What makes speaker cable and coax optimized for speakers and subs? - AVS Forum
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post #1 of 6 Old 04-01-2014, 01:23 PM - Thread Starter
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The question sounds pretty straightforward, I know you could say because they are. What I mean is HOW. I'm dealing with a situation where I'm considering using 16/2 as subwoofer cable, by soldering on RCA fittings and making my sub connection that way. Aside from running new cable (coax) outside the wall, this is really my only option, because the room is completely finished with high end carpentry and molding. I've seen more than a few discussions where people say the connection is possible, physically, but this doesn't clarify whether or not it's actually practical.
Most of the professionals I've spoken with, either at Polk Audio or one of our AV distributors, completely advised against it. I know that coax runs at 75 ohms, but I'm not sure about speaker cable. So one of the things I was wondering was, why not just work a 75 ohm resistor into the speaker cable connection so that the resistance is equivalent to that of a coax run? A tech at Polk says that since speaker cable is suitable for high current signals, I would not want to use it for a line level connection. But the power of the signal is dictated by the signal coming from the receiver. So how would the capacity of the cable have any influence on a signal coming out of a line level output?
Aside from the resistance of the coax, what else makes coax a better conductor for line level signals versus speaker cable? And what makes speaker cable better suited for speaker level signals? I wouldn't want to do anything to compromise the sub or receiver. But if terminating the 16/2 with RCA fittings is a SAFE concept, should I just make the connections and go for it, and hope there's no noise or unacceptable performance? Or should I just go with all new runs outside the wall?
I'm no stranger to running and making connections, but I was just wondering about these connections from kind of an electrical theory point of view. Any descriptive links would be appreciated
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post #2 of 6 Old 04-01-2014, 01:25 PM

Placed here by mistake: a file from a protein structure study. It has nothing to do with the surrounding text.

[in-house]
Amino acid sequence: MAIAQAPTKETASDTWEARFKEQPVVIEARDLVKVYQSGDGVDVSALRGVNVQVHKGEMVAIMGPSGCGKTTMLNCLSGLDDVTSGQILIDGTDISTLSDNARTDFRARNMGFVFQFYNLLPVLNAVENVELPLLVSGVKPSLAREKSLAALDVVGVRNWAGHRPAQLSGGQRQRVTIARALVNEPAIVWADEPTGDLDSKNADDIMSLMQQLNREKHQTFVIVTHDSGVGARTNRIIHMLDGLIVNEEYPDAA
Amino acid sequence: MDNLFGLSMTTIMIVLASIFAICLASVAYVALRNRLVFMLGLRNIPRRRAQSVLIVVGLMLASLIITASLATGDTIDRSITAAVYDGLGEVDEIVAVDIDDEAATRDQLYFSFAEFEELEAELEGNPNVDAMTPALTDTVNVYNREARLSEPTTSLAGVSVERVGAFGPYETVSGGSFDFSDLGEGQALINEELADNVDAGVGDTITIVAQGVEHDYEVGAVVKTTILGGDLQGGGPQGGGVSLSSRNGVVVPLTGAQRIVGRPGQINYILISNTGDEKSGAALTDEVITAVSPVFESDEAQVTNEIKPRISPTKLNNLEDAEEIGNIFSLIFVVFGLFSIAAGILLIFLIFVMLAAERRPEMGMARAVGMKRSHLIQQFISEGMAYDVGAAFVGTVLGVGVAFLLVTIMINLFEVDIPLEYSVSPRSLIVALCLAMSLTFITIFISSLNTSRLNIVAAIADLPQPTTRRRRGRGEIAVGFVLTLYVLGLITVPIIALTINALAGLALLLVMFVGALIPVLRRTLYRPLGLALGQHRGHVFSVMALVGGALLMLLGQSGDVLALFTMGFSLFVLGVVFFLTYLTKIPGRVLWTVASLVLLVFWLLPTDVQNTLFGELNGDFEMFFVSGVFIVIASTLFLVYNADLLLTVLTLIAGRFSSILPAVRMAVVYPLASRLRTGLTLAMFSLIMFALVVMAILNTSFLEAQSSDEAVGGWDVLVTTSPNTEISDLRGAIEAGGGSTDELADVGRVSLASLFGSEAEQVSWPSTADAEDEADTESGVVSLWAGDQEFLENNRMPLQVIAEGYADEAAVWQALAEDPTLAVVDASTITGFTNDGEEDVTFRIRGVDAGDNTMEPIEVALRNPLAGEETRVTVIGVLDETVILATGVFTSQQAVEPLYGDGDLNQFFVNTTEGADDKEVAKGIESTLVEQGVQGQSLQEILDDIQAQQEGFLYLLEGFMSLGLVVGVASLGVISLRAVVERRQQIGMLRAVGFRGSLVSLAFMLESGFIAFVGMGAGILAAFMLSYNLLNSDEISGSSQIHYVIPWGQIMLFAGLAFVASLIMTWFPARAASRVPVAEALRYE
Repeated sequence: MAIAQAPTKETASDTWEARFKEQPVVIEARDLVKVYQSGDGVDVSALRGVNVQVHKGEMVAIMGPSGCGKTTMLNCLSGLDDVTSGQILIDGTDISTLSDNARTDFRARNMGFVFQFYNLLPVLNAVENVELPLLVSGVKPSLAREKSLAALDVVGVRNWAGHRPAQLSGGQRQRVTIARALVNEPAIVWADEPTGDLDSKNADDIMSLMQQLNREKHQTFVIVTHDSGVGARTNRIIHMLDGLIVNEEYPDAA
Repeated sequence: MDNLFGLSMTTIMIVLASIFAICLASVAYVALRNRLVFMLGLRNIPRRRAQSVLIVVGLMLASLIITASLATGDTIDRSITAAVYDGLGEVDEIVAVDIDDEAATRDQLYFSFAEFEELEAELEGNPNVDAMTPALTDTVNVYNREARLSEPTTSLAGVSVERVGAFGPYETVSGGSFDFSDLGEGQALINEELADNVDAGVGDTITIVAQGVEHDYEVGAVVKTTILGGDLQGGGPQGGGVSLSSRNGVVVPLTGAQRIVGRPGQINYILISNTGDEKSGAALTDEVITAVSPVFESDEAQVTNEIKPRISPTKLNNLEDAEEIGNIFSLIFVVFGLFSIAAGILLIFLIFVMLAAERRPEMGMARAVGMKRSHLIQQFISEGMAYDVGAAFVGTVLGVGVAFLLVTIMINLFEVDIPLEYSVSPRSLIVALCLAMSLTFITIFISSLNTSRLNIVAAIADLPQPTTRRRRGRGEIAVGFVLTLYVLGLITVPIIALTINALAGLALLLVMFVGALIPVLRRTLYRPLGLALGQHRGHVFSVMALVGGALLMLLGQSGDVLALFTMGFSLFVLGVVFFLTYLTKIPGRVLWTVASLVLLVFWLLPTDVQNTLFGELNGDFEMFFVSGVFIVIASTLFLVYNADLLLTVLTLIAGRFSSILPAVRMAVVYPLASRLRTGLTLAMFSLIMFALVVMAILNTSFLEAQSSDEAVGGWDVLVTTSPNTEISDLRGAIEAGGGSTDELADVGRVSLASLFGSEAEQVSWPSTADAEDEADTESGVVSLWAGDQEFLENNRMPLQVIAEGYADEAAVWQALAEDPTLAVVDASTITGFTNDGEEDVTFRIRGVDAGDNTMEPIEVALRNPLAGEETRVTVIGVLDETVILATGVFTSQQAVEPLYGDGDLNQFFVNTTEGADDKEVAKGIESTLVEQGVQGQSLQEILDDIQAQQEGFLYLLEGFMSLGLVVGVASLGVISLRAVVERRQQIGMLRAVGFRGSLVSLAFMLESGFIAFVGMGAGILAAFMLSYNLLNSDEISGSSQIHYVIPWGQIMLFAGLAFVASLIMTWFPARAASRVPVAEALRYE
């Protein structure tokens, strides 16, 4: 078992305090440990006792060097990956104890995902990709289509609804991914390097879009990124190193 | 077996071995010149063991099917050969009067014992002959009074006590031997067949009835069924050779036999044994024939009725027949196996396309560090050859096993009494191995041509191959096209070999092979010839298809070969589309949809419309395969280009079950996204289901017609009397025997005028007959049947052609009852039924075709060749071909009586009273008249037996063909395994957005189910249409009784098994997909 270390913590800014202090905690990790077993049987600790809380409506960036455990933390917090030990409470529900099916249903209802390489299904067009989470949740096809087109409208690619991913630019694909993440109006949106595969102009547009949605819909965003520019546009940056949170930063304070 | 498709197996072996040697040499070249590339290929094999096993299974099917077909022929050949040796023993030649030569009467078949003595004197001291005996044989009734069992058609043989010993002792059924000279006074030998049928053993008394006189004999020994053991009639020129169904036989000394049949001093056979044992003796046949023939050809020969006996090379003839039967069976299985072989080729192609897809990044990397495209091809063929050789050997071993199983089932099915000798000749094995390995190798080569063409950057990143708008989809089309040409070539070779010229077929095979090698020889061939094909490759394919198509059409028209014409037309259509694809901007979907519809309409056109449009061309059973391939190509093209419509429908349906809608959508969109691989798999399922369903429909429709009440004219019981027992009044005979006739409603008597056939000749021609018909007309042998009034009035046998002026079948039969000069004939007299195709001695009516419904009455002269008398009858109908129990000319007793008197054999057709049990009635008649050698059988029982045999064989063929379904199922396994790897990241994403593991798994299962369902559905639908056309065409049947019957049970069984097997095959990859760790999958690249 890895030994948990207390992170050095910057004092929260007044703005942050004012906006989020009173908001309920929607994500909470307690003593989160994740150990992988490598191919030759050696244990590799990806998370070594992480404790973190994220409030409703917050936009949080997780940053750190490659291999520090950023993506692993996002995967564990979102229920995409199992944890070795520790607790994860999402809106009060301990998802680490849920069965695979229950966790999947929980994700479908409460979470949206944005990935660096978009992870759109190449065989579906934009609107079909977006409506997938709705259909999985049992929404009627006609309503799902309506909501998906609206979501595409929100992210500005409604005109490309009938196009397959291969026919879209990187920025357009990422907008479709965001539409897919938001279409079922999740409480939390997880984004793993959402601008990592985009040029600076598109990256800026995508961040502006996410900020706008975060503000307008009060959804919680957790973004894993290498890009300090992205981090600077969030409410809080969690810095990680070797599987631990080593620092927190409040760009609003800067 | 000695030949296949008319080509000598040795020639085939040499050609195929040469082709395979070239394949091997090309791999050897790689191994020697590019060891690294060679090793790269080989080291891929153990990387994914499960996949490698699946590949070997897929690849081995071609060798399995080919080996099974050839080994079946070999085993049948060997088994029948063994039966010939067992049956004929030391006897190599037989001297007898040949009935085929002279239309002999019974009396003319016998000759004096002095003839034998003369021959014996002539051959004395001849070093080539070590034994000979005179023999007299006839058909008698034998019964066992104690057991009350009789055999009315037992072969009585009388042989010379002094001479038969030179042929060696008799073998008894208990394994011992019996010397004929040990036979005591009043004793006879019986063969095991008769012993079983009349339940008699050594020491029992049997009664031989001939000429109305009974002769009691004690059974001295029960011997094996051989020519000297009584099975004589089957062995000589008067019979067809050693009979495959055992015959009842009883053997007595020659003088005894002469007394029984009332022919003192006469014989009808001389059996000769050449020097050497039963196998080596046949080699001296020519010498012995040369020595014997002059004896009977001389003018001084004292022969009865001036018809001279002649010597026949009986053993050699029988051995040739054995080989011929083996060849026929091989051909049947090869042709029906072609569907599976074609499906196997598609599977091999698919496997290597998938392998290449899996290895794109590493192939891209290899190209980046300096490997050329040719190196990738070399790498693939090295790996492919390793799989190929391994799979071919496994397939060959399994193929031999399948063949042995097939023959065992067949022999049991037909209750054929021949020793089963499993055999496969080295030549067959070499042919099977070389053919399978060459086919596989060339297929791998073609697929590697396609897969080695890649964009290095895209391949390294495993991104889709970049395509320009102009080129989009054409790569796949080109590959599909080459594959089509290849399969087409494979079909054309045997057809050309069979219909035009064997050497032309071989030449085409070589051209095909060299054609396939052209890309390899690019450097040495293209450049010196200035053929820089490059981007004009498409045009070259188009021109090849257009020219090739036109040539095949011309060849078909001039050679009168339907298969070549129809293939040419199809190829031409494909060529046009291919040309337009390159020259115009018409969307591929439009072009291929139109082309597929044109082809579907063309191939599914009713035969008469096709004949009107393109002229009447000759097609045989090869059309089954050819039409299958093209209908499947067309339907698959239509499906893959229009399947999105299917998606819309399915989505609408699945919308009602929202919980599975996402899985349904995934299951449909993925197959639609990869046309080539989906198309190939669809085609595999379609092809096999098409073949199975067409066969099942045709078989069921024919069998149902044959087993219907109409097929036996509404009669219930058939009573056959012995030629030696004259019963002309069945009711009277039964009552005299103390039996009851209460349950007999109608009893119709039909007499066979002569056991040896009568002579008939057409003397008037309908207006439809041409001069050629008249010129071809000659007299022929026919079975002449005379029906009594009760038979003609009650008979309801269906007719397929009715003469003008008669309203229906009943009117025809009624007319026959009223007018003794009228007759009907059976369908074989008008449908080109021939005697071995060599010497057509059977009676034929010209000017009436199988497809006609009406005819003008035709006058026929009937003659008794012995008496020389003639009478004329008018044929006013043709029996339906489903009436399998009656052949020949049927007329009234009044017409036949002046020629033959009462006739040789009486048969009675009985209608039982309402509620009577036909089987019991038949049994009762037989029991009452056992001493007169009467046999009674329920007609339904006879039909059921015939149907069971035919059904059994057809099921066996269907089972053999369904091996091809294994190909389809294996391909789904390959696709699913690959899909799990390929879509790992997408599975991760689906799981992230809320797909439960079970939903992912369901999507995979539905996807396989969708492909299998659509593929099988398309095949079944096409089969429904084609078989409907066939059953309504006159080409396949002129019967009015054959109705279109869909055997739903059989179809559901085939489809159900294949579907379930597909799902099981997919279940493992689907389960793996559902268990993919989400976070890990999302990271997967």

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What you want to do sounds fine to me.
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post #3 of 6 Old 04-01-2014, 02:10 PM
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Perfectly safe. Solder RCA connectors on your 16AWG wire. If it works... great. If you have noise/hum... do it right. wink.gif
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post #4 of 6 Old 04-01-2014, 03:11 PM
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sheilding theoretically makes coax superior for line level signals. If you don't pick up induced noise with unshielded cables, then it ain't no thing, as both of the above responses indicate.

Shielded cable is bad for speakers because the conductors are not sized for the current they will carry and because (AIUI) at speaker levels capacitance (?) of the shield-to=positive can cause audible frequency response anomalies. But doubtless many guitar and bass players have mis-used instrument (shielded) cable as speaker cable since the 1950s (they use the same connectors in most guitar and bass amps) and gotten through their gigs without noticing undue heat in the cables or audible weirdness. Of course, audible weirdness is relative, can be blamed on other causes and is masked as the evening goes on if the player is having a beer or two . . . not to mention the pesky drummer . . .
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post #5 of 6 Old 04-01-2014, 03:46 PM
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A few things:

1. Speakers carry high level signals to a speaker that has low impedance (and resistance). As such, they are not susceptible to interference. So what you were told about them carrying "high current" is generically true.